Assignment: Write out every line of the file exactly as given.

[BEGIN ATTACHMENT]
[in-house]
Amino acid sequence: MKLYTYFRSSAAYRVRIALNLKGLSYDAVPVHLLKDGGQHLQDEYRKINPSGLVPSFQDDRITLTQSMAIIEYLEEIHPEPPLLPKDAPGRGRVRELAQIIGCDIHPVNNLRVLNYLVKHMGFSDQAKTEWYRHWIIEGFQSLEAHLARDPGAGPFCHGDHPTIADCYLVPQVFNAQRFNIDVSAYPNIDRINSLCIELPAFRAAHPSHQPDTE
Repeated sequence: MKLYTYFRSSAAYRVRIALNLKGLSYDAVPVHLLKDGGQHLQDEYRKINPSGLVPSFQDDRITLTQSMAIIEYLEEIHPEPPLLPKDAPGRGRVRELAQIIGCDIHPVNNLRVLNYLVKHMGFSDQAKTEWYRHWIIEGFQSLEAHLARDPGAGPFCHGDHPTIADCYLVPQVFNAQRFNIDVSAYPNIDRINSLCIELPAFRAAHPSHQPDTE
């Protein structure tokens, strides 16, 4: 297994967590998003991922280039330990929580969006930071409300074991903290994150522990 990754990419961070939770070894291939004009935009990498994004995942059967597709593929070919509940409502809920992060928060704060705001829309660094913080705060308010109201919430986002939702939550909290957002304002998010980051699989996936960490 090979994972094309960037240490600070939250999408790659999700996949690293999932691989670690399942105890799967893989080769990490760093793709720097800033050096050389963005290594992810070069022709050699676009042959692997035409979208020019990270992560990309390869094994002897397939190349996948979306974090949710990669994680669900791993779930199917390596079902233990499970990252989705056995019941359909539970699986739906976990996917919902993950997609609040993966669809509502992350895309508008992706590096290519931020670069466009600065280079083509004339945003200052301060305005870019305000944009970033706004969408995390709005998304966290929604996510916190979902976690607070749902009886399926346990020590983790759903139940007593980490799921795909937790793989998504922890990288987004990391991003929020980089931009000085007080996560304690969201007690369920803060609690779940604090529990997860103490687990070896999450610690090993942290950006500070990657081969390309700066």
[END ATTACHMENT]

[in-house]
Amino acid sequence: MKLYTYFRSSAAYRVRIALNLKGLSYDAVPVHLLKDGGQHLQDEYRKINPSGLVPSFQDDRITLTQSMAIIEYLEEIHPEPPLLPKDAPGRGRVRELAQIIGCDIHPVNNLRVLNYLVKHMGFSDQAKTEWYRHWIIEGFQSLEAHLARDPGAGPFCHGDHPTIADCYLVPQVFNAQRFNIDVSAYPNIDRINSLCIELPAFRAAHPSHQPDTE
Repeated sequence: MKLYTYFRSSAAYRVRIALNLKGLSYDAVPVHLLKDGGQHLQDEYRKINPSGLVPSFQDDRITLTQSMAIIEYLEEIHPEPPLLPKDAPGRGRVRELAQIIGCDIHPVNNLRVLNYLVKHMGFSDQAKTEWYRHWIIEGFQSLEAHLARDPGAGPFCHGDHPTIADCYLVPQVFNAQRFNIDVSAYPNIDRINSLCIELPAFRAAHPSHQPDTE
């Protein structure tokens, strides 16, 4: 297994967590998003991922280039330990929580969006930071409300074991903290994150522990 990754990419961070939770070894291939004009935009990498994004995942059967597709593929070919509940409502809920992060928060704060705001829309660094913080705060308010109201919430986002939702939550909290957002304002998010980051699989996936960490 090979994972094309960037240490600070939250999408790659999700996949690293999932691989670690399942105890799967893989080769990490760093793709720097800033050096050389963005290594992810070069022709050699676009042959692997035409979208020019990270992560990309390869094994002897397939190349996948979306974090949710990669994680669900791993779930199917390596079902233990499970990252989705056995019941359909539970699986739906976990996917919902993950997609609040993966669809509502992350895309508008992706590096290519931020670069466009600065280079083509004339945003200052301060305005870019305000944009970033706004969408995390709005998304966290929604996510916190979902976690607070749902009886399926346990020590983790759903139940007593980490799921795909937790793989998504922890990288987004990391991003929020980089931009000085007080996560304690969201007690369920803060609690779940604090529990997860103490687990070896999450610690090993942290950006500070990657081969390309700066």